Regarding the issue of water, the Taliban leaders, like other statesmen in the previous times, declared in their earliest steps that "70% of Afghanistan's water is wasted and that this government is trying to resume construction of large water dams." According to the official announcement of the Ministry of Water and Energy, several projects and plans are on the state's agenda, based on the development budget of 2022. They announce that the remaining works of the unfinished dams will be completed.
In this regard, international aid would accelerate the development projects (including water infrastructure). For example, the participants in a UN emergency meeting on Afghanistan pledged more than $1.2 billion in humanitarian assistance to deal with the humanitarian crisis in the country. Accordingly, the United States promised $64 million, France 100 million euros, and Germany 500 million euros. Denmark, Norway, China, and Pakistan have also announced that they will provide millions of dollars in humanitarian aid to Afghanistan. The Chinese ambassador to Kabul also met with Amir Khan Muttaqi, the Taliban's foreign minister, saying that Beijing would provide $15 million in humanitarian aid to Afghanistan.
Moreover, Tokyo has recently allocated about $100 million of its FY 2021 supplementary budget to improve health care as well as food and water security in Afghanistan. The Taliban will probably resume the development and construction projects after receiving international aid in order to get out of the current situation and start nation-state building projects. Afghanistan is already working on several important dams, most of which are related to the shared resources with Iran. These dams are Kajaki, Kamal Khan, Pashdan, and Bakhshabad. Recently, ministers and representatives of the Taliban have made numerous visits to monitor the condition of the country's dams.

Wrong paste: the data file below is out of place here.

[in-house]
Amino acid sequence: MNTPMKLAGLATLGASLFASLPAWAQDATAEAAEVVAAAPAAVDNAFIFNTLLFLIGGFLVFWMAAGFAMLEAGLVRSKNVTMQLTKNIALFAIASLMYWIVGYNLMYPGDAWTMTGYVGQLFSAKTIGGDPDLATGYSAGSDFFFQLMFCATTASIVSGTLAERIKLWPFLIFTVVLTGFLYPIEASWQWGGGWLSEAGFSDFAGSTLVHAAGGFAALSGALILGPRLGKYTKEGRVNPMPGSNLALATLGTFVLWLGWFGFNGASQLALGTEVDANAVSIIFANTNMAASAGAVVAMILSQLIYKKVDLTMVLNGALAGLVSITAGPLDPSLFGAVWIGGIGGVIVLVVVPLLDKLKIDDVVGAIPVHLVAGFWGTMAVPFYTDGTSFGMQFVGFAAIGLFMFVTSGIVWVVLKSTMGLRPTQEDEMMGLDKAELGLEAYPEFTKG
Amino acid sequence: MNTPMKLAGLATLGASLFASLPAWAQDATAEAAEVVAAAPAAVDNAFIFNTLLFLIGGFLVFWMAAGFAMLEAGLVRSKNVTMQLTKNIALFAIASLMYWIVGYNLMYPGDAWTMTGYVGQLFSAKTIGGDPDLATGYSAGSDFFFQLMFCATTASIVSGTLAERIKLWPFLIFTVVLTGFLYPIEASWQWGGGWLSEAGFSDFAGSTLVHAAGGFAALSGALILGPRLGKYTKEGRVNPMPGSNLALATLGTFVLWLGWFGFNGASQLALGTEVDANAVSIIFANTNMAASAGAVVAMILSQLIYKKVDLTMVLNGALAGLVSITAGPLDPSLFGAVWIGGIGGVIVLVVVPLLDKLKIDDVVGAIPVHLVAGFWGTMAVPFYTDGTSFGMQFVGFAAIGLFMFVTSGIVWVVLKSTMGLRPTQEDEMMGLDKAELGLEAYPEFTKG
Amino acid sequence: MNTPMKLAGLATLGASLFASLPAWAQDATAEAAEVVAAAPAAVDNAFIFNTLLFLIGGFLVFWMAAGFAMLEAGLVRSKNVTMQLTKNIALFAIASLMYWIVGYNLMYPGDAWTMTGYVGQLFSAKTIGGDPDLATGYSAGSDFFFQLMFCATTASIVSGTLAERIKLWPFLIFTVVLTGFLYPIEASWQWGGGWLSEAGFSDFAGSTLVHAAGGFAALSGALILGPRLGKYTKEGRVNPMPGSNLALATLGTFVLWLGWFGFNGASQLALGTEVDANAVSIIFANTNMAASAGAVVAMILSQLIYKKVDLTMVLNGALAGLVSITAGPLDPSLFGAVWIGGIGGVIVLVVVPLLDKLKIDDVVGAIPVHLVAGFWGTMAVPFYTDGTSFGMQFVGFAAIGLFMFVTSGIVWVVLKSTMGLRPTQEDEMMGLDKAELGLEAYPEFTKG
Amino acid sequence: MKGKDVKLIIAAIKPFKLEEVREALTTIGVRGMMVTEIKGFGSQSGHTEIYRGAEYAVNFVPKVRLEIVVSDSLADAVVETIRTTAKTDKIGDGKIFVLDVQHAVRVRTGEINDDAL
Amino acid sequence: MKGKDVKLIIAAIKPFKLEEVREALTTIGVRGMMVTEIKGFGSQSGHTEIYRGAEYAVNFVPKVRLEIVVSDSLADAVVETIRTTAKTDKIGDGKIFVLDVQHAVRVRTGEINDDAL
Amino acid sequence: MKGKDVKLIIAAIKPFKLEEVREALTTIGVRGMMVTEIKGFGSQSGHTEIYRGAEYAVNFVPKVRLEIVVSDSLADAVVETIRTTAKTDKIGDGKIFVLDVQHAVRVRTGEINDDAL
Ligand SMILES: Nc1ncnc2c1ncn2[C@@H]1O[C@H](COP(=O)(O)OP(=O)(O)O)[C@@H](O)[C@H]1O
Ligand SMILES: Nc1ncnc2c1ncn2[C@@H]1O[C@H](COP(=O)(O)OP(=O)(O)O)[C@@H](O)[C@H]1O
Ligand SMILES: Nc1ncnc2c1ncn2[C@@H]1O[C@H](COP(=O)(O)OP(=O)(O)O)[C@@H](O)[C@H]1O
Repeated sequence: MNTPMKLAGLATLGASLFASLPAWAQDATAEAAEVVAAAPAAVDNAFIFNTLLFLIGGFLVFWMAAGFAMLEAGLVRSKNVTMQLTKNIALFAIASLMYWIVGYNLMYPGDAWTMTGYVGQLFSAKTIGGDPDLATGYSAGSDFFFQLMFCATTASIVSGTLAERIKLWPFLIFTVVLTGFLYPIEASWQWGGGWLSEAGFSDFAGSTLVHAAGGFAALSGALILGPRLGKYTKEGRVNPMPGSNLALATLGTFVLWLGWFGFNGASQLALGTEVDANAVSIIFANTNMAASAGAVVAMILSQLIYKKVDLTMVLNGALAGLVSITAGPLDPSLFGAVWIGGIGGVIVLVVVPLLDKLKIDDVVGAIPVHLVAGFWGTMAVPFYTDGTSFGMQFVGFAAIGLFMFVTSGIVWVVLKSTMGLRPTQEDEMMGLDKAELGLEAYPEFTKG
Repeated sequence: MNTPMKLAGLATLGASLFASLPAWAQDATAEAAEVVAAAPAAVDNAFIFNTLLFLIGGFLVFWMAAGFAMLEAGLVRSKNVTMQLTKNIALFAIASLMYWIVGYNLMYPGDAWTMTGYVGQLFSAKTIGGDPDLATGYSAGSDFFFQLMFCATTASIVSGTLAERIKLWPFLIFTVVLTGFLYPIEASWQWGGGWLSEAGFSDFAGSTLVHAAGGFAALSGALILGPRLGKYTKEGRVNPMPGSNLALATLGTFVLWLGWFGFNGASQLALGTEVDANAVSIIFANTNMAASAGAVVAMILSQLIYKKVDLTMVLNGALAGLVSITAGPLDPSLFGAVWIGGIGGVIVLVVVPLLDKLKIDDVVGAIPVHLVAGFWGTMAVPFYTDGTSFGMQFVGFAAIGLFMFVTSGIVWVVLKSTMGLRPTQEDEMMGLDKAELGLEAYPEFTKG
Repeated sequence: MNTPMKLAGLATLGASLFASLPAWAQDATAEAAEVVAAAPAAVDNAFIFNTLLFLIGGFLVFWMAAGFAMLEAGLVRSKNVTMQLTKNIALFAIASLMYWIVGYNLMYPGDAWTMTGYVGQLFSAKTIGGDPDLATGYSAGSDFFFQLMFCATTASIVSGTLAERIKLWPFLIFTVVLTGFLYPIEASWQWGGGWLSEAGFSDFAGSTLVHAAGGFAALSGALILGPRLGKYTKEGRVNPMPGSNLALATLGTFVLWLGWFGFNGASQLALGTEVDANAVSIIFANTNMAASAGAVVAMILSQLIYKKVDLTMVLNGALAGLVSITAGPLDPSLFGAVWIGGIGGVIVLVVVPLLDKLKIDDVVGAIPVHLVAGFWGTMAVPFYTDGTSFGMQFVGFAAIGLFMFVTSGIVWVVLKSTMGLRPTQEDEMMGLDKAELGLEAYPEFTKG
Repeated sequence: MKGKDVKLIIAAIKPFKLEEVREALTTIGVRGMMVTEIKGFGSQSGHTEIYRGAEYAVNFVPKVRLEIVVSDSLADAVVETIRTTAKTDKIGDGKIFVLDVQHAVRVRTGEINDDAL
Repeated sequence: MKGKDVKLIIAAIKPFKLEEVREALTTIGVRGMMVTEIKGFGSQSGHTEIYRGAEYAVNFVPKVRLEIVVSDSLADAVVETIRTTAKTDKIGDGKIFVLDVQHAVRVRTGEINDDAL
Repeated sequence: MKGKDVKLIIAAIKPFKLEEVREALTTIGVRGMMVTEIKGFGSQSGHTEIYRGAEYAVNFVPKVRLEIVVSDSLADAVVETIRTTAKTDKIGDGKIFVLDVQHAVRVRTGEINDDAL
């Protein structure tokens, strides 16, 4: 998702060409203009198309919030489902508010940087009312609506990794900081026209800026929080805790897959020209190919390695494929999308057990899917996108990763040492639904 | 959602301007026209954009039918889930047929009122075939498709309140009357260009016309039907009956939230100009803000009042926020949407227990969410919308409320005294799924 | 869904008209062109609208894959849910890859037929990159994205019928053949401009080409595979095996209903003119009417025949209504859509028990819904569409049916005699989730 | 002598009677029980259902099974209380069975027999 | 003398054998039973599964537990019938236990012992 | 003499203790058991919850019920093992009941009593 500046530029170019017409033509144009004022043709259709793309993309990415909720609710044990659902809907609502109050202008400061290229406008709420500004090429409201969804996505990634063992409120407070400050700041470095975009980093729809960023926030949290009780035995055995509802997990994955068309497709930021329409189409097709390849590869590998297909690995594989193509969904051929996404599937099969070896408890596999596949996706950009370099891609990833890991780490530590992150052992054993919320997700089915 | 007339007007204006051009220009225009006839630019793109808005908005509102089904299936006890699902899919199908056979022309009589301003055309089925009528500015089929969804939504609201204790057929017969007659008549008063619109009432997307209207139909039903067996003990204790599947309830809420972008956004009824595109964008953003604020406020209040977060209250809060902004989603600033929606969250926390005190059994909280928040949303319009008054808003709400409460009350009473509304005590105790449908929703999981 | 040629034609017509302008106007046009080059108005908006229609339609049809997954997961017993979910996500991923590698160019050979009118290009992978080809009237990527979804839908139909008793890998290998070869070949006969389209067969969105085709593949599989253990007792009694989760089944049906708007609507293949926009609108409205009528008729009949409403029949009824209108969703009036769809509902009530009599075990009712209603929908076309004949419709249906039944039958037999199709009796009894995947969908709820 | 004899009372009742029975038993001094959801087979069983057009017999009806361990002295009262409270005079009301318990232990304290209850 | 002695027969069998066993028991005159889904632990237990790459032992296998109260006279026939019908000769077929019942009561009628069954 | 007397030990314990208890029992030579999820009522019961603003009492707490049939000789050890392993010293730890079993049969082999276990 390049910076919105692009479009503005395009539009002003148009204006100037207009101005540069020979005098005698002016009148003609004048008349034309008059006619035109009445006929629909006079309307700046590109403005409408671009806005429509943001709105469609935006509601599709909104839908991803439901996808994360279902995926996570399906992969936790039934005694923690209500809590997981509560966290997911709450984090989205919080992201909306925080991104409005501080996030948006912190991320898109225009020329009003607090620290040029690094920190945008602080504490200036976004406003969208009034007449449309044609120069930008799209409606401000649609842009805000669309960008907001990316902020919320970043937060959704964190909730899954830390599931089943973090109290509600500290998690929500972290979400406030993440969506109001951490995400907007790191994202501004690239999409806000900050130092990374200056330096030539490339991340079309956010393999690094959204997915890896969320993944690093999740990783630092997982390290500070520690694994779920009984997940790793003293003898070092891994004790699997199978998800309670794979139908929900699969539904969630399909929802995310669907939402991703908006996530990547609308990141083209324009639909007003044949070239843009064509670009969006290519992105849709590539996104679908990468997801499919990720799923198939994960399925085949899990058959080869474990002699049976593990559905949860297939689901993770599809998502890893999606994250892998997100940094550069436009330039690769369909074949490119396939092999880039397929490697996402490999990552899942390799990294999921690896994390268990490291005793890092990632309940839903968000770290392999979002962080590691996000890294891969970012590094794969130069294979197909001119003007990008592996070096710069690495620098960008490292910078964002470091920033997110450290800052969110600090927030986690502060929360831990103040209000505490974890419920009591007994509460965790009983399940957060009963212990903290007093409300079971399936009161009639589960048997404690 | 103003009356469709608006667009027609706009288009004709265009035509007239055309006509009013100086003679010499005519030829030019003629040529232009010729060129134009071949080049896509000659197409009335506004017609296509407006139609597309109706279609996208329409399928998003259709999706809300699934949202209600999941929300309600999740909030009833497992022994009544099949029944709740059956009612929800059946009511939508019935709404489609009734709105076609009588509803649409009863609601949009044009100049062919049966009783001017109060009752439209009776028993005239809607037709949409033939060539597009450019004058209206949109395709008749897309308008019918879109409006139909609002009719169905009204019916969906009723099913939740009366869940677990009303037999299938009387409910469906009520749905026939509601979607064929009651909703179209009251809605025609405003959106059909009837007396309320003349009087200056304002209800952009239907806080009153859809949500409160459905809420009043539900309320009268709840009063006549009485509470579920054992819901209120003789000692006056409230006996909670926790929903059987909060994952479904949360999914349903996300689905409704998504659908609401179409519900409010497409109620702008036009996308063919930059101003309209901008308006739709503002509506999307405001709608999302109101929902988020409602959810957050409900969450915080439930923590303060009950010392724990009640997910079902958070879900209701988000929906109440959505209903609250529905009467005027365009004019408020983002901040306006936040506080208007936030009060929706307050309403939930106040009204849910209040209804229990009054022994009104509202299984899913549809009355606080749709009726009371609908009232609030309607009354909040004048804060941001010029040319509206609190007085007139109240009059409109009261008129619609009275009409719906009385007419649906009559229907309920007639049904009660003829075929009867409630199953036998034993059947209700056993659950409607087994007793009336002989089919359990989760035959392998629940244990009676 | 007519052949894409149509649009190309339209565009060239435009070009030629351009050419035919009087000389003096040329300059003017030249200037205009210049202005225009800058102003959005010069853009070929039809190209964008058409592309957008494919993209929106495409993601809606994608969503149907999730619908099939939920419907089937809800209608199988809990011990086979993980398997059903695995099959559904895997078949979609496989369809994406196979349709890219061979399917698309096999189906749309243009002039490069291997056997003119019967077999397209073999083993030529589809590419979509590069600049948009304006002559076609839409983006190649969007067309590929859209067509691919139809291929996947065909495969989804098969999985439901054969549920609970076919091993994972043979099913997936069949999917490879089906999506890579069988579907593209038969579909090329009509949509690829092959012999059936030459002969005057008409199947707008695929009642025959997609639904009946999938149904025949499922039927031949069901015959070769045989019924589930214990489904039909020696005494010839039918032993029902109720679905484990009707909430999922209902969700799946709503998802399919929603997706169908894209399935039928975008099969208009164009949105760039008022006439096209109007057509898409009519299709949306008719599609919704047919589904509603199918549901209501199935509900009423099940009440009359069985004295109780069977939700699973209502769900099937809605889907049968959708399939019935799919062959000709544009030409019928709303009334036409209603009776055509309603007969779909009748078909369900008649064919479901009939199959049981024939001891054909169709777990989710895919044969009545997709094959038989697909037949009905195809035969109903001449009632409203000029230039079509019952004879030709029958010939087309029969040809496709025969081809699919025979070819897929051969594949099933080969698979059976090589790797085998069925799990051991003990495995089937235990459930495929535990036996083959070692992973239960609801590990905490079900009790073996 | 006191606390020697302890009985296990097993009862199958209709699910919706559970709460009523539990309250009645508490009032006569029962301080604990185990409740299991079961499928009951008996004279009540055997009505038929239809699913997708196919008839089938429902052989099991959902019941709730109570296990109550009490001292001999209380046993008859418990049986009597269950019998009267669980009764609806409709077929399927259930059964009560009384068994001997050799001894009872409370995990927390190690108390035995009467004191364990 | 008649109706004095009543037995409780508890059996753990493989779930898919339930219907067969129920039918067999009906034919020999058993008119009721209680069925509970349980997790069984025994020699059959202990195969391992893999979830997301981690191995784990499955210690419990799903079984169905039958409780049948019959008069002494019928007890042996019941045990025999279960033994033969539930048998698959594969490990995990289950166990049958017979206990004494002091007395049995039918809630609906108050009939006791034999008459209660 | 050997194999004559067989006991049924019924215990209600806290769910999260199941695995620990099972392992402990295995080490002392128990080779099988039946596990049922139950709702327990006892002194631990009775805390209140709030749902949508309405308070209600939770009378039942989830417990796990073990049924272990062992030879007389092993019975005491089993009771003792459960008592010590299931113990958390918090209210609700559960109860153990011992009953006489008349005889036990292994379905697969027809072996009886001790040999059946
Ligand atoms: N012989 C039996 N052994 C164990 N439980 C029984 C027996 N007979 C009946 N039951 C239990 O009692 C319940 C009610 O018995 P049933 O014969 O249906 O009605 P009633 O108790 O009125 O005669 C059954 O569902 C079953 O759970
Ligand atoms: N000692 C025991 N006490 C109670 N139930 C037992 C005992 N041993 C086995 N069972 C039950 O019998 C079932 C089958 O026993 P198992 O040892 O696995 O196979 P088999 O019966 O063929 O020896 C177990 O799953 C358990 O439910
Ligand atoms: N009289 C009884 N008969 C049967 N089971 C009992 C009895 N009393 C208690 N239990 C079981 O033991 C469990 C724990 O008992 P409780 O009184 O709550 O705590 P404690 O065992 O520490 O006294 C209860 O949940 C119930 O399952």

In December 2021, engineer Mujiba al-Rahman Omar, the deputy of the Ministry of Water and Energy, met with Sulaiman Salif, the head of the Kajaki Dam’s construction company. In this meeting, Mujiba al-Rahman stressed the need to speed up the construction of the dam. Also on December 23, 2021, Sher Mohammad Abbas Stanikzai, the Taliban’s deputy foreign minister, visited the Kamal Khan Dam in the Nimruz province and stated that the Taliban would protect the dam on the Iranian border and that it is working to complete the construction process as soon as possible. According to Seyed Abdul al-Wahid Qatali, the former governor of Herat, the construction of the Pashadan Dam on the Harirud has also been completed by 85 percent.
But after the Taliban foreign minister visited Tehran at the head of an economic and political delegation in January 2022, the gates of the Kamal Khan Dam were opened to Iran. Some Iranian officials also stated that the gates of the Kamal Khan Dam were opened with the order of the Taliban leaders. The Taliban’s Ministry of Energy and Water, however, announced that the water was not open to flow into Iran, and that it was released at the request of the local farmers in some areas of Nimruz province. In this case, we see that despite the release of water for Nimruz province, the Taliban did not allow water to flow into Iran. However, according to the 1351 agreement, an average of 26 cubic meters per second of water must flow from Afghanistan to Iran for agricultural purposes only.
These remarks show that the water challenge between Iran and Afghanistan persists during the Taliban era. The Taliban will not allow the release of water to be turned into a political victory and privilege for the Islamic Republic of Iran in negotiations.
What has remained unchanged throughout Afghanistan’s history is the prejudice of the Afghan people towards water resources as their national wealth. Therefore, the importance of water in Afghanistan is not only due to providing the domestic needs, but Afghans consider their water as their identity and attaché great cultural, political, and economic value to it. The water disputes between Afghanistan and its neighboring countries (especially Iran) have turned into a national issue for the Afghan people and government. On the other hand, the eastern regions of Iran are heavily dependent on Afghanistan’s water resources. Therefore, in order to establish a sustainable relationship, which can address the water needs of the east of the country, the Islamic Republic of Iran must create some interests for Afghanistan so that these interests can form sustainable interactions and prevent any identity otherization between Iran and Afghanistan.
Dr. Hojjat Mianabadi, is an Assistant Professor, Department of Water Engineering and Management, Tarbiat Modares University
eyedeh Zahra Qureishi, is an M.A graduate of Water Resources Management, University of Tehran